Another Win for XRP in SEC v Ripple Case

Rick Steves

Although there is growing optimism among Ripple co-founders and XRP holders, Brad Garlinghouse said the firm is ready to march on without the XRP-based settlement platform if it loses the legal battle against the US regulator.

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Ripple Labs and its co-founders are on a roll as Judge Sarah Netburn provided another win in the lawsuit that many experts say may determine the future of crypto regulation.

The lawsuit, which complaint was filed the day before former Chairman of the Securities and Exchange Commission left the position, is based on the premise that XRP is a security and thus under the scope of the SEC.

The use of the Howey test is a key factor for the SEC action. The test which is relied upon for more than 70 years is used to determine whether a transaction should be classified as an investment contract and therefore registered as a security.

A recently published research paper by Professors at Rutgers Law School argues that the Howie test is no longer suitable for judging 21st-century innovations.

Ripple co-founder Brad Garlinghouse, however, said he is hopeful that both sides can have a meaningful conversation and settle the matter once the new SEC administration is confirmed by the U.S. Senate.

The incoming chairman, Gary Gensler, is said to be more open-minded towards cryptocurrency and he did make positive comments about Bitcoin in the past.

Judge rejects SEC access to defendants personal information


The latest win for Ripple
was that Judge Sarah Netburn granted the defendants’ motion to reject the SEC’s access to eight years of co-founders Garlinghouse and Larsen’s personal information.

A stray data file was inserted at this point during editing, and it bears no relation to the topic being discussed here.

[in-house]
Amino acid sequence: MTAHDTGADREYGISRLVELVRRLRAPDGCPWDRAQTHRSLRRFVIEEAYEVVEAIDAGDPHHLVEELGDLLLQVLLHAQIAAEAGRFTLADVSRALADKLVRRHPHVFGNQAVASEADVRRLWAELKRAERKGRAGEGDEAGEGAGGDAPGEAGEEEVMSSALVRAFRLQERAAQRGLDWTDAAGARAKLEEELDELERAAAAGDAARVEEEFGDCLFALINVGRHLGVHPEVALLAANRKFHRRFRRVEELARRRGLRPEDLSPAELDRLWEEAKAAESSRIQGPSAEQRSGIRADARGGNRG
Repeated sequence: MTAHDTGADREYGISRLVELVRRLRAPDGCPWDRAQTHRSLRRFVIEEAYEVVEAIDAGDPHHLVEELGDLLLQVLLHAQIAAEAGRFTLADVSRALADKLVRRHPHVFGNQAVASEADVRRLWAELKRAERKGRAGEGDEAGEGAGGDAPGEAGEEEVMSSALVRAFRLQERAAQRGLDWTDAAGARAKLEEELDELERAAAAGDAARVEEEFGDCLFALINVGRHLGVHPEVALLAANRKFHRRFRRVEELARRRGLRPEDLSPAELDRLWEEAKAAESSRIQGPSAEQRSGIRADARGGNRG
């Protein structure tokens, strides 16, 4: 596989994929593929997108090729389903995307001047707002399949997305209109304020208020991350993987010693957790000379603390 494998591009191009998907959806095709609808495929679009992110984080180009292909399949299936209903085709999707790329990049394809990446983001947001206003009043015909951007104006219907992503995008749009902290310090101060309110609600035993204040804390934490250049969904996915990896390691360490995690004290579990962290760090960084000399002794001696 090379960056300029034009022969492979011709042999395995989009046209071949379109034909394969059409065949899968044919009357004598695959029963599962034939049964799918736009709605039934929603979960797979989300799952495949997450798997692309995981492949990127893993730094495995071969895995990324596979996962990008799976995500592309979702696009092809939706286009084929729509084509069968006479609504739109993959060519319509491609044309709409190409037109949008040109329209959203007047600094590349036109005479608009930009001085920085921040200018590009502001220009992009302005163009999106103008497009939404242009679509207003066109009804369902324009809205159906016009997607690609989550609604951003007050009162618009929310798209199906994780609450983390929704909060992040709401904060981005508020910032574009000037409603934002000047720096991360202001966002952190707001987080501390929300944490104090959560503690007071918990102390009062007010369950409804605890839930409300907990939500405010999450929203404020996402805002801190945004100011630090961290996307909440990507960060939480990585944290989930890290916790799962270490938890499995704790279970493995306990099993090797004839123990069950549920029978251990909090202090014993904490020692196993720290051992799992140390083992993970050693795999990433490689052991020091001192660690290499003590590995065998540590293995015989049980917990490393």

Prior to that, Judge Analisa Torres had granted XRP investors’ request to submit a motion to intervene.

The SEC argued that “if the Court permitted Movants to intervene, all other XRP holders, including a large class of XRP investors who has already sued Defendant Ripple Labs, Inc. (“Ripple”) for unregistered offers and sales of XRP securities, would likely seek to intervene, too. Intervention would thus create an “avalanche” of claims and “near-certainty of undue delay, complexity, and confusion”.

A significant win for the cryptocurrency firm was determined in April 6. U.S. Magistrate Judge Sarah Netburn ruled in favor of granting Ripple Labs access to the SEC internal discussions over cryptocurrencies.

Mr. Garlinghouse’s counsel Matthew Solomon believes that it could be “game over” for the whole case if the defense finds information suggesting the SEC thinks or thought XRP was akin to bitcoin or ether, which would be outside the scope of the SEC.

In March, Judge Torres dropped a ‘bombshell: “My understanding about XRP is that not only does it have a currency value but it has a Utility and that utility distinguishes it from Bitcoin and Ether.” The statement admits to XRP’s utility and currency value.

Although there is growing optimism among Ripple co-founders and XRP holders, Brad Garlinghouse said the firm is ready to march on without the XRP-based settlement platform if it loses the legal battle against the US regulator.

“We could do that. We’ve always thought about our product as ‘How do we solve a customer’s problem first and foremost?’”

Mr. Garlinghouse also called the lawsuit “ironic” as it is based on the premise that Ripple illegally sold XRP as an unregistered security, although the regulator says the courts will ultimately determine the status of the crypto asset.

“I find a certain irony that the SEC would bring a lawsuit against us because what they’re saying is not just that we should have known and we’ve acted in bad faith when the SEC themselves haven’t really said, well they know for sure that XRP is a security.

“In their own court filings, they said that the court will determine that, which of course, brings a contradiction that if the court’s going to determine that, how could I personally have known that the SEC would view XRP as a security”, he said.

 

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